AI is opening up new opportunities to enhance the human experience and is expanding the remit of the HR function within a business.
It is important for business leaders to consider the introduction of AI-led infrastructure as an opportunity to improve existing, outdated, and sometimes archaic processes and message the benefits of these changes down to managers and employees.
The human experience
With the introduction of AI businesses are positioned better than ever to improve their employees’ human experience. AI is already beginning to streamline admin-heavy tasks to free up time for workers to focus on adding value to the broader business.
For example, team leaders and middle management are often required to make the same decisions over and over, including approving time off requests, approving timecard exceptions and scheduling staff.
If you speak to managers performing these tasks you will often find their perspective is the same: they are repetitive, time-consuming and (while relevant) deliver little value. These are precisely the tasks that AI can tackle first —the routine, daily, difficult processes that will free up the manager to handle more strategic management matters.
With less time spent on high-touch low-value tasks managers can be far more aligned with their employees’ needs, boosting wellbeing and increasing retention.
There is no one-size-fits-all approach to learning and development. As the war on talent grows ever more competitive organisations that can provide tailored opportunities to grow will set themselves apart.
Traditionally doing this has involved significant manual workforce auditing and data analysis before programmes can be put in place. However, with developments in predictive and prescriptive analytics this heavy lifting no longer falls within the remit of the HR team.
AI has the power to monitor business performance and create bespoke suggestions around talent management and recruitment. This technology feeds off data so unfortunately this is redundant if HR does not engage with the technology and embed AI into the workforce's natural workflow.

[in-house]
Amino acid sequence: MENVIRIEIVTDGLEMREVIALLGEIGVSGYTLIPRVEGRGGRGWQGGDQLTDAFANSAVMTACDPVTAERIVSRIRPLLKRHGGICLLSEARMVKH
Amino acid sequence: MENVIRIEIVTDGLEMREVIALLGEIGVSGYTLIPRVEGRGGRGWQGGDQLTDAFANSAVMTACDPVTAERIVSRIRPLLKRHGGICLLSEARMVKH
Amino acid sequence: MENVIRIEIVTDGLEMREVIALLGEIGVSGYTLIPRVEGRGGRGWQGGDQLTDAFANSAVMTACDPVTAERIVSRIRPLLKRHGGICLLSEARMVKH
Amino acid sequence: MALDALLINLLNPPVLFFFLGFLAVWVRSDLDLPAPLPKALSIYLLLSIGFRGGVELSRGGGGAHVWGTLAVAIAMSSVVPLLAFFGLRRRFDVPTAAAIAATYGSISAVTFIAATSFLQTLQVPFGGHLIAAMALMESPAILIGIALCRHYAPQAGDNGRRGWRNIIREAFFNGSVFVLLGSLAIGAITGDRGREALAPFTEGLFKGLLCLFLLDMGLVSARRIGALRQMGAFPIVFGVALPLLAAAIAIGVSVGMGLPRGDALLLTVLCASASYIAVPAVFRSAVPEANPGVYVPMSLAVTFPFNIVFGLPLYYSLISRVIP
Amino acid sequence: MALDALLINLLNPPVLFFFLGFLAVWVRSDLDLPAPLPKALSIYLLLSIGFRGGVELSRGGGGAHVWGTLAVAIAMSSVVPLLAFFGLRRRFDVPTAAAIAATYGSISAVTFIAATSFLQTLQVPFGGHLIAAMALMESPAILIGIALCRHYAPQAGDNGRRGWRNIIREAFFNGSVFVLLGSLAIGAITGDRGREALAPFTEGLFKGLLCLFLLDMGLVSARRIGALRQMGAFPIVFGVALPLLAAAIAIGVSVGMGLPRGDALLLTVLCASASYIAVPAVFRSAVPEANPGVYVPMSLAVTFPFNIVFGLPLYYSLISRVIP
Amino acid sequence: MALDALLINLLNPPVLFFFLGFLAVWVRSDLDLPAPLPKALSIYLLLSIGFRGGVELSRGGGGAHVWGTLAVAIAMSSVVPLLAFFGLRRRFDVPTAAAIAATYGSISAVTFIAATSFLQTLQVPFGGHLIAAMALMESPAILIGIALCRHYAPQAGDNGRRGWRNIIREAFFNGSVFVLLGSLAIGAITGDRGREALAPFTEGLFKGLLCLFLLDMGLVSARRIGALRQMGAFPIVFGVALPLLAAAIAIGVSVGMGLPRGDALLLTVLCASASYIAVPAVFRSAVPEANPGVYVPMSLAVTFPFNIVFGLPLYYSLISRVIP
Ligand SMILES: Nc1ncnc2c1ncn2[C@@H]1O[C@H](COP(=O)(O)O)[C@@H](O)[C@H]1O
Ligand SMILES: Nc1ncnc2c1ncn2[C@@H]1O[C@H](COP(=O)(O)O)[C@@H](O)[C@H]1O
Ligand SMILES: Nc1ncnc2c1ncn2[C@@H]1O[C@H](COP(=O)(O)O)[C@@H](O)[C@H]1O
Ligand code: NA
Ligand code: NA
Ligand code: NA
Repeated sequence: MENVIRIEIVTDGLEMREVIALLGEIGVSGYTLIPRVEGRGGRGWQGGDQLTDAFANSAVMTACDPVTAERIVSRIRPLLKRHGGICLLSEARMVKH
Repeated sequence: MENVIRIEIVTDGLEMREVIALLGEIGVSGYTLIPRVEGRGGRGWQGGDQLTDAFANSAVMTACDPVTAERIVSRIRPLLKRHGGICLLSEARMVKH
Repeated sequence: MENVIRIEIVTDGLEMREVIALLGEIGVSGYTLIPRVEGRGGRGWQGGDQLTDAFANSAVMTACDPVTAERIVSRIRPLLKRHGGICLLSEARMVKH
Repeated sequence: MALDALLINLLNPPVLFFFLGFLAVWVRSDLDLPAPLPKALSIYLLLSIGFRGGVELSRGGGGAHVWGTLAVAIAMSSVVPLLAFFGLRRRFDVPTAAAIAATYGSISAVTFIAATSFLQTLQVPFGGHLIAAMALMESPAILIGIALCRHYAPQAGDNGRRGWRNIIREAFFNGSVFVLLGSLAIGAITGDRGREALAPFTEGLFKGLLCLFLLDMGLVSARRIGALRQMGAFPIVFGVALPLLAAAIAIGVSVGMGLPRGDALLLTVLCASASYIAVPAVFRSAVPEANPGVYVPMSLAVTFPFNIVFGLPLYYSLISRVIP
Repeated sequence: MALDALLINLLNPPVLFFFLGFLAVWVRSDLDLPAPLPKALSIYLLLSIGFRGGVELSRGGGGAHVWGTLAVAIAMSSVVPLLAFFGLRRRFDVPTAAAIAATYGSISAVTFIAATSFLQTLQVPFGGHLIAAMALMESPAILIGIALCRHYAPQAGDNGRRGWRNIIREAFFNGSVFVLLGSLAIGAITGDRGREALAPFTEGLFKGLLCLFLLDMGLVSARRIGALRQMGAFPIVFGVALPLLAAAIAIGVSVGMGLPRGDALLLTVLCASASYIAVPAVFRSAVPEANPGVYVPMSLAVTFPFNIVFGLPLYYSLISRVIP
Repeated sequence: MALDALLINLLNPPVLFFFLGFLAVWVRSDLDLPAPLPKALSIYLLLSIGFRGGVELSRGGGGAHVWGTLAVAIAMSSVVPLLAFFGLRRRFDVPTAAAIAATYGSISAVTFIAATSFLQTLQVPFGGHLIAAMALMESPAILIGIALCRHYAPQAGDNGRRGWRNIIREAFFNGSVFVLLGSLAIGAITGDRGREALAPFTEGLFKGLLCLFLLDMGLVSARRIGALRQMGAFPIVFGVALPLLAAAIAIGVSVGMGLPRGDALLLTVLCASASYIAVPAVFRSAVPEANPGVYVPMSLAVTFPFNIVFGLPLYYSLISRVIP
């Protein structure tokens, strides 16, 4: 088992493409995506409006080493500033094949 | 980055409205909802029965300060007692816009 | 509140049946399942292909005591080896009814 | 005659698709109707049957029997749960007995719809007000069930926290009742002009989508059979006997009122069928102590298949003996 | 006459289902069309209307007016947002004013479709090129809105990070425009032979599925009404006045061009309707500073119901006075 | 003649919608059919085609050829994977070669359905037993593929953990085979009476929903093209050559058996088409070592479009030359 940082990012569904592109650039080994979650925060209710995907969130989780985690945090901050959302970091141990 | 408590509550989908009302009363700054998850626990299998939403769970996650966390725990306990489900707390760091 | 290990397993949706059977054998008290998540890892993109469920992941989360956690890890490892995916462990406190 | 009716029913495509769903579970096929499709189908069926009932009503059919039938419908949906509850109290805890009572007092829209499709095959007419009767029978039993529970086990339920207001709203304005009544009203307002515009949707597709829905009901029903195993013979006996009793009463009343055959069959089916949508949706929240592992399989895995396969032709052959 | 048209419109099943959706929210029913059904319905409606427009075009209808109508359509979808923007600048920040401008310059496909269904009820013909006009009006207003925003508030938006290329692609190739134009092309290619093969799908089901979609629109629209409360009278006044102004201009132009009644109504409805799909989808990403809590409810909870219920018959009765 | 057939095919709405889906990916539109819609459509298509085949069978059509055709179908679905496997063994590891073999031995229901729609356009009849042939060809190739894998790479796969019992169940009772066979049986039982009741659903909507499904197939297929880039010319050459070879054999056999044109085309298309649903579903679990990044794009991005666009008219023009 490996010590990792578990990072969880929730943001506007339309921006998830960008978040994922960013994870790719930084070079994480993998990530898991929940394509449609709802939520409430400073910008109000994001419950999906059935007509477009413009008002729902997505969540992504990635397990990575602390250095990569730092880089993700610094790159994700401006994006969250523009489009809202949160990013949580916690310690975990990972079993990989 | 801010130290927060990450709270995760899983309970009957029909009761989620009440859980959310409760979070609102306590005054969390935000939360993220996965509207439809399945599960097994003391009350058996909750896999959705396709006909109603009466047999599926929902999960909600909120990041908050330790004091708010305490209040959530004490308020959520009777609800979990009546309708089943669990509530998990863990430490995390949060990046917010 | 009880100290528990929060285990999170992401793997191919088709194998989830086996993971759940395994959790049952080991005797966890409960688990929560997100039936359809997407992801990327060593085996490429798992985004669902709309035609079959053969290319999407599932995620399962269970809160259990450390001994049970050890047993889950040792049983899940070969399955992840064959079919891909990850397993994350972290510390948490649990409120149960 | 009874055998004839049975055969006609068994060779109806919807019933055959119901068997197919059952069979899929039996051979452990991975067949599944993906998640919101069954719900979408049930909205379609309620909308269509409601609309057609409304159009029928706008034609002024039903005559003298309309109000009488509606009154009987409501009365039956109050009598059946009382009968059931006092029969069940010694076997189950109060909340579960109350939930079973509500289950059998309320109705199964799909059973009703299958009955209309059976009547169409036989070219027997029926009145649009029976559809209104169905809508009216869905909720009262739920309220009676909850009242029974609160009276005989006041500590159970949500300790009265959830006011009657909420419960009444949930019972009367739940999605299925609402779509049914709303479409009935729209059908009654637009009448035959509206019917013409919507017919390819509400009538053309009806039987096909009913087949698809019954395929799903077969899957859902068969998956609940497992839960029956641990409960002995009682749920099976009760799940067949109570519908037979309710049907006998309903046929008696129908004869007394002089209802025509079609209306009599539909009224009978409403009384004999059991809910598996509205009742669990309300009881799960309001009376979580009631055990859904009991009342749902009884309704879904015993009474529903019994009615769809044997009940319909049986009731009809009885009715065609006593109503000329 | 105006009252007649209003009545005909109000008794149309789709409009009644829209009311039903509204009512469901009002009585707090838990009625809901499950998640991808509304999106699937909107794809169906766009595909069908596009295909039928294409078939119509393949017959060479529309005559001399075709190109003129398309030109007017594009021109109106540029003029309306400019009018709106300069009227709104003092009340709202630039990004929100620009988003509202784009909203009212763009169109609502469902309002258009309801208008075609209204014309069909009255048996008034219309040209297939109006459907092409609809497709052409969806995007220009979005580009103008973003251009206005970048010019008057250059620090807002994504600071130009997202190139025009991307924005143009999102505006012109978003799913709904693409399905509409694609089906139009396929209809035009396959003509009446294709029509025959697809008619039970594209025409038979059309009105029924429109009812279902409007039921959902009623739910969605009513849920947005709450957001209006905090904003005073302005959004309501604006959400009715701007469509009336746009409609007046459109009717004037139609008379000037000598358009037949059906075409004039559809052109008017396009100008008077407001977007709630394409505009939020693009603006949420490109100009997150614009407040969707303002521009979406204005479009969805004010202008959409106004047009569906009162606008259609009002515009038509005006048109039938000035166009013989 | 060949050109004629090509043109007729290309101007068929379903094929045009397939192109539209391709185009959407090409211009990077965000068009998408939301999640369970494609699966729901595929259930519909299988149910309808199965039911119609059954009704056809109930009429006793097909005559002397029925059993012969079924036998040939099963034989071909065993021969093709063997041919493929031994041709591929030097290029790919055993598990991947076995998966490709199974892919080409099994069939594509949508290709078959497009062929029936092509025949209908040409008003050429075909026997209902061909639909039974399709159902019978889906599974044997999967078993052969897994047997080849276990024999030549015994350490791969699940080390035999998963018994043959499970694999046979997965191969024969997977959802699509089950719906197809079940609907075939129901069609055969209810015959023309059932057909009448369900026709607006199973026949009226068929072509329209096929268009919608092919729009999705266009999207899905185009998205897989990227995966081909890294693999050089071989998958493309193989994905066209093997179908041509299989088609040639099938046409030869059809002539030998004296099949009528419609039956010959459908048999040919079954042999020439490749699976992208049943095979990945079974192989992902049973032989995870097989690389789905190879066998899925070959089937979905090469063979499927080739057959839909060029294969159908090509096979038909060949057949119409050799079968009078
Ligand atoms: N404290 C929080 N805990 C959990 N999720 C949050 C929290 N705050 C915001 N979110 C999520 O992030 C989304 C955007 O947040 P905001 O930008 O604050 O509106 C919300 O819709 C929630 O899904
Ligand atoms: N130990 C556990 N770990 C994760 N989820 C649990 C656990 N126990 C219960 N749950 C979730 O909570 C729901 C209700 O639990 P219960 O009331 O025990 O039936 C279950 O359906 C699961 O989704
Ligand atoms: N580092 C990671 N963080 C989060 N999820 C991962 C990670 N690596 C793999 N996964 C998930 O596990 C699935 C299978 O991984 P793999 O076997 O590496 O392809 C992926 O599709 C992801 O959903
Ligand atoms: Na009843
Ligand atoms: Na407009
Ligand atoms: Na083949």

The more HR engages with the technology and nourishes it with use cases the more mature the artificial decision-making will become. Supporting use on this scale requires a significant cultural shift. Once this shift occurs HR can begin to embrace more creative and engaging ways to implement learning and development, with actionable data points already provided for them.
It will be a combination of human and artificial intelligence that will ultimately drive success for the future enterprise. For an AI implementation to demonstrate its full worth businesses need to first fully embrace digital change in every aspect of their business.
Any system is only as fast as its slowest link, and the goal of using AI to free up managers to solve more substantial organisational challenges will never be achieved if manual high-touch processes and policies remain.
Staff must be onboarded and reskilled effectively. The IT infrastructure should be able to support higher volumes of data, and senior management needs to ensure digital transformation initiatives are given adequate funding and support.
As AI alleviates admin-heavy tasks then roles and responsibilities will begin to shift, enabling the workforce to add a significant layer of additional value to their business. More importantly, workers will be able to focus on tasks that are far more engaging and fulfilling. This can only be achieved if HR teams begin to adopt this technology and implement new processes to support AI adoption in the wider business. The winner in all of this will ultimately prove to be the human experience.
Kim Coombs is talent director, EMEA at Riverbed Technology